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Posts Tagged ‘mindfulness’

One of my tasks at the end of 2008 was to choose a word that encapsulated my intent for the coming year.  The way I “chose” a word was simply to watch what arose.  Then I sat with the word for a while to see if it fit, or if something else arose.

The word that came up for me was “honesty.”

What does “honesty” mean?  For me, it includes mindfulness; perhaps the best summary is “clear seeing.”    To me, being honest means seeing what is actually true, and to be clear about the difference between what is true and what I want to be true.

I was asked whether I was talking about deception.  My answer was “no, deception was not an issue for me.”

Inevitably, if I see what is actually true, and sees how that differs from what I wish, I will sometimes discover self-deception.  However, the focus is on seeing clearly, and if that seeing includes seeing self-deception, well, so what?  That’s just another thing to see.

Seeing clearly can bring pain, as it highlights how reality differs from how I want things to be.  And that difference leads to the need to make decisions.

I’ll be revisiting this issue in future posts.

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I used to get massages regularly, but have been dissuaded partly by my current insurance not covering it and partly by my focus on recovering from cardiac bypass surgery in April. I finally feel completely healed from the surgery and scheduled a massage last week.

When I get a massage, I focus my attention on sensation while keeping my breathing deep and regular. I view the sensation as a way to bring my attention to exactly what is happening in my body—in essence a mindfulness exercise. I follow the the moving hands, noticing which muscles are tight, which are relaxed, and how everything feels. It’s as if the moving fingers were continually saying: “Notice this. Notice this. Notice this.”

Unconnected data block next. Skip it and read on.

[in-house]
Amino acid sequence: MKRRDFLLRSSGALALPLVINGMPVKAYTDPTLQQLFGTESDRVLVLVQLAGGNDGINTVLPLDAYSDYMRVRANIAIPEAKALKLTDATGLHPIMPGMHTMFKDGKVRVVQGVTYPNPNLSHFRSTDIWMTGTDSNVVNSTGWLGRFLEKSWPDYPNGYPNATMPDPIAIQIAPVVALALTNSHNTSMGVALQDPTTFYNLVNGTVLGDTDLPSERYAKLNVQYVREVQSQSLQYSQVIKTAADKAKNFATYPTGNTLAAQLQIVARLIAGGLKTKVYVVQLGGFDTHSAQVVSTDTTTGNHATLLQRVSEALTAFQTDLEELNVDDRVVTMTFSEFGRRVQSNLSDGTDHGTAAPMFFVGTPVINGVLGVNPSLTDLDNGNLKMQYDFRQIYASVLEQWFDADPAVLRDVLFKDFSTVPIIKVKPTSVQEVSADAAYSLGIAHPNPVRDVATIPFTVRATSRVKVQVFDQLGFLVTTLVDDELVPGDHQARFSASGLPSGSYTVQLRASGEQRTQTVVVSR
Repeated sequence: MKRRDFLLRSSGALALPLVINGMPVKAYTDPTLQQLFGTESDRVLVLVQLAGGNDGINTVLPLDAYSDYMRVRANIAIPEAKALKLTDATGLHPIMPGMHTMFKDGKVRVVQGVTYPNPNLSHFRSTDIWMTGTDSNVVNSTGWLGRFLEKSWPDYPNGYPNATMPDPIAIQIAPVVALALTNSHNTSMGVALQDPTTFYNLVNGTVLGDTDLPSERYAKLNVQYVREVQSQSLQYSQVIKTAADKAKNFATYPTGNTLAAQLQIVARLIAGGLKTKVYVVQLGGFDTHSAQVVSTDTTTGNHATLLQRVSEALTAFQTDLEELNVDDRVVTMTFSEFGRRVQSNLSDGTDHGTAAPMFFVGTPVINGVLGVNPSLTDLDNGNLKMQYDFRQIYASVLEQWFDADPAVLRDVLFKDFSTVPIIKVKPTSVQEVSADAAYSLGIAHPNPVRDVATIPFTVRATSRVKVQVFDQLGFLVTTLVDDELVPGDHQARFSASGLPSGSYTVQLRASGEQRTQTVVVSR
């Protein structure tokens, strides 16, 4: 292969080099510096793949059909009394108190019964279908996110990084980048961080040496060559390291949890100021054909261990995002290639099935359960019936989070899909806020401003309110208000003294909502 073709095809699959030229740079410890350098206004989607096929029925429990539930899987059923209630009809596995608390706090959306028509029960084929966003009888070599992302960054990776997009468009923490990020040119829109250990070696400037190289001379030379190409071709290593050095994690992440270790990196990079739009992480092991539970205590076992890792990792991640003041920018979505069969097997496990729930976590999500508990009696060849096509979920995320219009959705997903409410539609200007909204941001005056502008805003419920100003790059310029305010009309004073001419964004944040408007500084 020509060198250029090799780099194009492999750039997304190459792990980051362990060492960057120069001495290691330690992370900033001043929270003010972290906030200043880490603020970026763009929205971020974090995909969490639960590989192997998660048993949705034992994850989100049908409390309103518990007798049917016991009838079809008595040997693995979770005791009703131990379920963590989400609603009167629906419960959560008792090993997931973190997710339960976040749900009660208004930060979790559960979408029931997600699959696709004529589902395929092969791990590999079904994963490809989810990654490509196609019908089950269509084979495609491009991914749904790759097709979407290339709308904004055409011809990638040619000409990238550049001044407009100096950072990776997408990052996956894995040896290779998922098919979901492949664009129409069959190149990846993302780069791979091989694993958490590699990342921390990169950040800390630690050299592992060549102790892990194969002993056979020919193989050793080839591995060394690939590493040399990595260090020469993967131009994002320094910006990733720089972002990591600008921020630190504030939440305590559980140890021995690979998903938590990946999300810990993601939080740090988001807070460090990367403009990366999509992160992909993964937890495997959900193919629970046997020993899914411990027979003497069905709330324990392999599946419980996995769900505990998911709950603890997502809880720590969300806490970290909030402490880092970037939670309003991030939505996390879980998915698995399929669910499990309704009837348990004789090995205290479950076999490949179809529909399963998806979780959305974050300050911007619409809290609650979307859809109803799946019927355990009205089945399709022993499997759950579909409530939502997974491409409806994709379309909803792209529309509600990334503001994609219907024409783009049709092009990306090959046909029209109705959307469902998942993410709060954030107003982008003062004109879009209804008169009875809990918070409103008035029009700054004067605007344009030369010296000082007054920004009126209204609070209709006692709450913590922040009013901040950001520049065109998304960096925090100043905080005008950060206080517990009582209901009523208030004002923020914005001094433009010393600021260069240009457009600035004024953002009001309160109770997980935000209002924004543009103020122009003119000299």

I track and notice sensation for about half of the massage. About half way through, I seem to tire of noticing and fall half asleep. But then it’s time to turn over and do the other side, so that wakes me back up—for a while anyway.

After a massage, I am much more aware of body sensations and posture. I find that I sit differently and hold myself differently. These changes last for several days, until habitual patterns reassert themselves.

I’ll get another massage in two weeks or so to refresh my body awareness.  I’ve found that as I get beyond the second massage, the benefits seem to be less.  It’s as if I were getting used to the massage and no longer receiving the same benefits.  I think that the massage penetrates the defenses until the defenses learn how to keep themselves intact.

The bottom line is that I’ll get a couple of massages then wait for perhaps six months before getting another one.  Changing masseuses “restarts the clock” as each masseuse has her own style and that reaches through defenses in different ways.

Anyway, I feel physically more relaxed.  That’s good, because tomorrow will be my next laser eye treatment!

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